Did I mention I love my future brother-in-law? “Isn’t that entrapment?” I asked.

    He shook his head, “No, entrapment would mean we forced the perps to do the crime. A person ready, willing, and able to commit a misdemeanor is not a victim of entrapment.”

    The party was a ton of fun, something I wasn’t expecting from a sting operation. I met sergeants, detectives, their wives and significant others. They all brought food and drinks and for the first time since I could remember, I actually felt like a human being, participating in normal, social interactions. Everyone was so understanding. I even stayed awake to watch the main event go down.

    Just as the hoodlums crept across the front of my lawn, my sister flipped on the flood lights, exposing their intent to the night. The entire house emptied of arresting officers, surprising the brats and their accompanying adults alike. Citations were issued for malicious mischief, breaking city curfew, inciting a mob, contributing to the delinquency of minors and being drunk in public.

    I summoned the courage to wish them all a Happy Halloween as the dawn broke.

  16. rbrophy

    It was Halloween morning and I was already fuming. I had already spent two hours just trying to log onto my Writer’s Digest account on my computer and I was out of coffee. This would have been enough for me to be in a foul mood, but then I remembered as my eyes flicked by the desk calendar that today was Halloween. I hated this infernal holiday, because it hardly held any credibility to even be a holiday. The only purpose I could see for Halloween was to offer an opportunity to vandals and freaks to “express” themselves. Well not this year! For the last ten years they had expressed themselves all over my home and trees with banners of toilet paper that I ended up spending the first week of November cleaning up every year. This year was going to be different! I decided to use my frustration for the extra energy I needed to do what needed to be done.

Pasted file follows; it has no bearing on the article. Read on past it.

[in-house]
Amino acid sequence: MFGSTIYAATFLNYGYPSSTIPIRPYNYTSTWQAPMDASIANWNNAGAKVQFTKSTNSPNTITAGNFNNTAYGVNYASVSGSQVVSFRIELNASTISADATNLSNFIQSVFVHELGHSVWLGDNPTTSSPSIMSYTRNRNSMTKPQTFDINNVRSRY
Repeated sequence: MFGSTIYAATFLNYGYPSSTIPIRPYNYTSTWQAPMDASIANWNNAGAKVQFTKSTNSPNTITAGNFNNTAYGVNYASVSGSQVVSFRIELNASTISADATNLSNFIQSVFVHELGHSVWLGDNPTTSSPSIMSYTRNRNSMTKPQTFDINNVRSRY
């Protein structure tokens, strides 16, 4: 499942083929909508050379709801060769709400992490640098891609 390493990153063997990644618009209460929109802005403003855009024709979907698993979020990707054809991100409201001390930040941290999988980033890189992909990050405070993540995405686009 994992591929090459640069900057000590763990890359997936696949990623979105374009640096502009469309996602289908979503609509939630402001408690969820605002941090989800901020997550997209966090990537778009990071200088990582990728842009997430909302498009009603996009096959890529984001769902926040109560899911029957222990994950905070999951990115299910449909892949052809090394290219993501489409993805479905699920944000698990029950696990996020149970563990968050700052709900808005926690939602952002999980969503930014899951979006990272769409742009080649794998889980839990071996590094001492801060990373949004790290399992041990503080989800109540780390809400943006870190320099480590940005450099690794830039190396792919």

I grabbed by long handled garden spade from the shed underneath the deck and went into my front yard. I began to dig. I dug and dug all day long and by the time I was finished there were 6 holes across my front lawn. They weren’t quite 6 feet deep, but they closely resembled graves enough to do what I needed.
    I filled the holes with all manner of unpleasantness – broken glasses, poisonous spiders, rabid badgers, etc. I then covered the holes with leaves and grass to the point that no one would ever no they were there.
    Sure enough just before midnight I heard screams of agony and pain. I looked out my window to see a half a dozen teenagers crying out from the holes in my yard. There was terror in their eyes and not a little bit of blood, and as I stepped away from the window I thought to myself, “I suppose you won’t be toilet papering my house next year!”

COMMENT